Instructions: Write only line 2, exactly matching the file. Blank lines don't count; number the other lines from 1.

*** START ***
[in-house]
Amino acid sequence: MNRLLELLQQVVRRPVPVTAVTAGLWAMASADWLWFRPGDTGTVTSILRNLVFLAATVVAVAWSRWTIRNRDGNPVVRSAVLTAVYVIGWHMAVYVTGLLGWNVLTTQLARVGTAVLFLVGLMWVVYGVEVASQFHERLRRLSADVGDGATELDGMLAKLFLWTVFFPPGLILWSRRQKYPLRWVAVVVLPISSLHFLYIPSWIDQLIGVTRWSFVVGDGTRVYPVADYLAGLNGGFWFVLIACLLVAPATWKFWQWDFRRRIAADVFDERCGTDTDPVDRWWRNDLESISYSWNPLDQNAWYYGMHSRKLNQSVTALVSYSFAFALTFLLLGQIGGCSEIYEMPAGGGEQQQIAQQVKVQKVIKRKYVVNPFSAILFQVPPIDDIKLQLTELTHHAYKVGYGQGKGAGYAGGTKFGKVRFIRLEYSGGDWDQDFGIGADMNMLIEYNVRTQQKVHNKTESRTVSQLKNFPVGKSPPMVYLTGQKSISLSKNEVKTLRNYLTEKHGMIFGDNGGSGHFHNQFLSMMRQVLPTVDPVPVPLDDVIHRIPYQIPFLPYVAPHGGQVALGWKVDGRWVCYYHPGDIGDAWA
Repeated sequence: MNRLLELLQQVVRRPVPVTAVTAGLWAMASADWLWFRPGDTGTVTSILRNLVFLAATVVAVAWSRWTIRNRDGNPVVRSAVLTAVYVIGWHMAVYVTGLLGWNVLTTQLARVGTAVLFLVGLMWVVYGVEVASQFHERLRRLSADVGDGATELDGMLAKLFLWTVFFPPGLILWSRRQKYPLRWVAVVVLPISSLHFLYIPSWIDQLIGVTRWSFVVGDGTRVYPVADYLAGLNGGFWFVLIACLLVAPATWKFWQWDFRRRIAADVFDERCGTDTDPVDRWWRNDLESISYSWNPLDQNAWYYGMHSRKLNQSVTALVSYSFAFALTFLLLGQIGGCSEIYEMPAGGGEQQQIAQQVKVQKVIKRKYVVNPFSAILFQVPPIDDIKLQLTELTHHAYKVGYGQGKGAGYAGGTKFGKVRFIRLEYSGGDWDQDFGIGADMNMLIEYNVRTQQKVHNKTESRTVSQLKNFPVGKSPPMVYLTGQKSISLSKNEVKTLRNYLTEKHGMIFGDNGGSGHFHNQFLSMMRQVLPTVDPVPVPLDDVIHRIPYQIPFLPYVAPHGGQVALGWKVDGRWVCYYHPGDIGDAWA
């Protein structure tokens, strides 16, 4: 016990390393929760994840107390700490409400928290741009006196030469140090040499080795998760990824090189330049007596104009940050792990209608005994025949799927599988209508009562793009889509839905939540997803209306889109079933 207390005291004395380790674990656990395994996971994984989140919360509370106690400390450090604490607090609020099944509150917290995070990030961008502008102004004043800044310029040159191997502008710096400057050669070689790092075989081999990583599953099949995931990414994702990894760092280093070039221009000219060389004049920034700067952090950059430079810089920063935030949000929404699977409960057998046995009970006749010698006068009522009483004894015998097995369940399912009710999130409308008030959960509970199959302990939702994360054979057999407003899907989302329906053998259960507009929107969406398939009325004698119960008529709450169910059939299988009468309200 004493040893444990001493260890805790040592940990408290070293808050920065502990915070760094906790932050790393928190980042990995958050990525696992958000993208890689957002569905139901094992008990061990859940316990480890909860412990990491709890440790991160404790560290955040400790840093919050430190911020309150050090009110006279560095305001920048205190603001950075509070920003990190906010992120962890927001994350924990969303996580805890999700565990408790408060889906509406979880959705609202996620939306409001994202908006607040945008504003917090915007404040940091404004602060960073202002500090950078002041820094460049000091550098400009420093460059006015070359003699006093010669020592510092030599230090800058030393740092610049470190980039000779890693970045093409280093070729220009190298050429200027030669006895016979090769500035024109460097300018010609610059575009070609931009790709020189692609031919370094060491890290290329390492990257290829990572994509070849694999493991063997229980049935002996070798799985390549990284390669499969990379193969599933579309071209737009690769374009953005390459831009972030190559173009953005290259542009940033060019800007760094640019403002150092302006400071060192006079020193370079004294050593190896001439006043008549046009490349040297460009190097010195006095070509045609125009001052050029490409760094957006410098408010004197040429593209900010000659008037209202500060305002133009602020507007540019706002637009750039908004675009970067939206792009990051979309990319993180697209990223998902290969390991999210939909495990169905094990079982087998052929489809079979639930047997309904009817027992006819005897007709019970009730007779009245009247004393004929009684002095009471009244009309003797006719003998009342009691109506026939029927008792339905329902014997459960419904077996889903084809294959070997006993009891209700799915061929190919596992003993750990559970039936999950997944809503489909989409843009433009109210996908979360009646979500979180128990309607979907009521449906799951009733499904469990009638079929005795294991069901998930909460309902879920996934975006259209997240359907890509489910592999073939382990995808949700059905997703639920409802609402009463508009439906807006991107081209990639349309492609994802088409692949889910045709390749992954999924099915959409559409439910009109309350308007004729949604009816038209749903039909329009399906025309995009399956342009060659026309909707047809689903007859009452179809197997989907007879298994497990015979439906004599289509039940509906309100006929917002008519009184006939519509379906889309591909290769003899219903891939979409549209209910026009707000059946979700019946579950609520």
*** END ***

Amino acid sequence: MNRLLELLQQVVRRPVPVTAVTAGLWAMASADWLWFRPGDTGTVTSILRNLVFLAATVVAVAWSRWTIRNRDGNPVVRSAVLTAVYVIGWHMAVYVTGLLGWNVLTTQLARVGTAVLFLVGLMWVVYGVEVASQFHERLRRLSADVGDGATELDGMLAKLFLWTVFFPPGLILWSRRQKYPLRWVAVVVLPISSLHFLYIPSWIDQLIGVTRWSFVVGDGTRVYPVADYLAGLNGGFWFVLIACLLVAPATWKFWQWDFRRRIAADVFDERCGTDTDPVDRWWRNDLESISYSWNPLDQNAWYYGMHSRKLNQSVTALVSYSFAFALTFLLLGQIGGCSEIYEMPAGGGEQQQIAQQVKVQKVIKRKYVVNPFSAILFQVPPIDDIKLQLTELTHHAYKVGYGQGKGAGYAGGTKFGKVRFIRLEYSGGDWDQDFGIGADMNMLIEYNVRTQQKVHNKTESRTVSQLKNFPVGKSPPMVYLTGQKSISLSKNEVKTLRNYLTEKHGMIFGDNGGSGHFHNQFLSMMRQVLPTVDPVPVPLDDVIHRIPYQIPFLPYVAPHGGQVALGWKVDGRWVCYYHPGDIGDAWA